When you get advice from a four-star general, you’d better sit up and take notice, right?
But did you ever expect to get health and diet advice? From General Colin Powell? (I didn’t think so.)
I didn’t either, but through Laura J. Wellington’s new book “The Four-Star Diet: Based Upon the Wisdom of General Colin Powell & Other Ridiculously Brilliant Leaders,” that’s exactly what I got.
Laura created an entire way of looking at food and health from a Powerpoint by General Colin Powell entitled, “A Leadership Primer.” I can only imagine the power that his original presentation had with its audience, and the book is bound to have a similar impact on readers.
Each chapter extracts a quote from Powell’s slides and builds it into a lesson on self-care, health, discipline, nutrition, or some other aspect of overall wellness.
It’s pretty remarkable that his words have such a versatile appeal.
- It’s a quick and easy read, easily digestible *ahem!* by chapter.
- The author’s delivery is friendly – you’ll feel as if your next-door neighbor is talking to you in the front yard.
- The book makes some excellent points about the “battle” against excess weight and poor health — and calls on readers (mainly targeted at moms, it seemed to me) to be the leaders toward good health in their families.
- Laura herself is quite an inspiring leader. She was widowed young, with five children to raise — but that didn’t stop her from founding six companies of her own and consulting with dozens of others. Just knowing that a hardcore mom’s brain was behind the book was a giant plus for me.
- The Four-Star Diet isn’t any kind of eating plan at all. You won’t find a recipe here – not even a recommendation to cut out or increase any certain type of food. It’s much more strategic than that. It’s about crafting your viewpoint on health in a way that enables you to make the choices that work for you and your family.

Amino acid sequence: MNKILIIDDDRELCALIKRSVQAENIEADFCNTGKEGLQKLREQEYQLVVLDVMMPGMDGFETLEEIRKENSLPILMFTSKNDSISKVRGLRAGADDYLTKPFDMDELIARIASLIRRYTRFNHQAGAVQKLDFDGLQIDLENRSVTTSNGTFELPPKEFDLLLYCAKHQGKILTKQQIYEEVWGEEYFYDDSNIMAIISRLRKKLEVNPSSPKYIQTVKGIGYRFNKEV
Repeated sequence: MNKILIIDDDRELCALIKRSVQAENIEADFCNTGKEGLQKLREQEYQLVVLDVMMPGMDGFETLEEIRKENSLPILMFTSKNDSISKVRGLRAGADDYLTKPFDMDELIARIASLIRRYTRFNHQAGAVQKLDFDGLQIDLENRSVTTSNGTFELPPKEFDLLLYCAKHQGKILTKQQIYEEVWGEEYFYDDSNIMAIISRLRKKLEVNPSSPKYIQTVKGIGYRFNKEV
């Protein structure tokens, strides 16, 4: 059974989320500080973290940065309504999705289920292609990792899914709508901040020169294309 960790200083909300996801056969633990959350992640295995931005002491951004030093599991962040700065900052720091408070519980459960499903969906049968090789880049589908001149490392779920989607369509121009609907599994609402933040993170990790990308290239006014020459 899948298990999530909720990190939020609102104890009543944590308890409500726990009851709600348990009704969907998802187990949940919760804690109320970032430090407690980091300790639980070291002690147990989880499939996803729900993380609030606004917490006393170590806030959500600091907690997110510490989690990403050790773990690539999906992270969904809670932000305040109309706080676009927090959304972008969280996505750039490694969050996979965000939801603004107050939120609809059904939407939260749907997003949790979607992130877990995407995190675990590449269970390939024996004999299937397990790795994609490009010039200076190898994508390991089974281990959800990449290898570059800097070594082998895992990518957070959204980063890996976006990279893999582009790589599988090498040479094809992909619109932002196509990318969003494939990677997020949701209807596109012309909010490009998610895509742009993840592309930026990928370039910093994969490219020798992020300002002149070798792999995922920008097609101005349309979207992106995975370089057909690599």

- I enjoyed the way each chapter opened with the Powerpoint quote directly from the General, then the author’s brief translation of it, and finally a broader story to round out the lesson.
Here’s one of my favorite Powell quotes from the book: “Never neglect details. When everyone’s mind is dulled or distracted, the leader must be doubly vigilant.” The second I read this, I realized its connection to the benefits of meditation. A leader must keep a sharp, focused mind — the kind of trained mind that comes from regular, disciplined mediation.
- I was lucky enough to have been given an advance reading copy for review, so I have every confidence that the typos and other minor glitches (hello! grammar nerd here!) have been worked out before final printing.
- Health connections to the leadership quotes can sometimes be a stretch. I only felt this for one or two of the 20 chapters, though — and after all, stretching is good for us!
Another of my faves, which I think can be extrapolated to parenting overall — probably to all of life: “Don’t be buffaloed by experts and elites. Experts often possess more data than judgment. Elites can become so inbred that they produce hemophiliacs who bleed to death as soon as they are nicked by the real world.” WOW. Isn’t that so true?!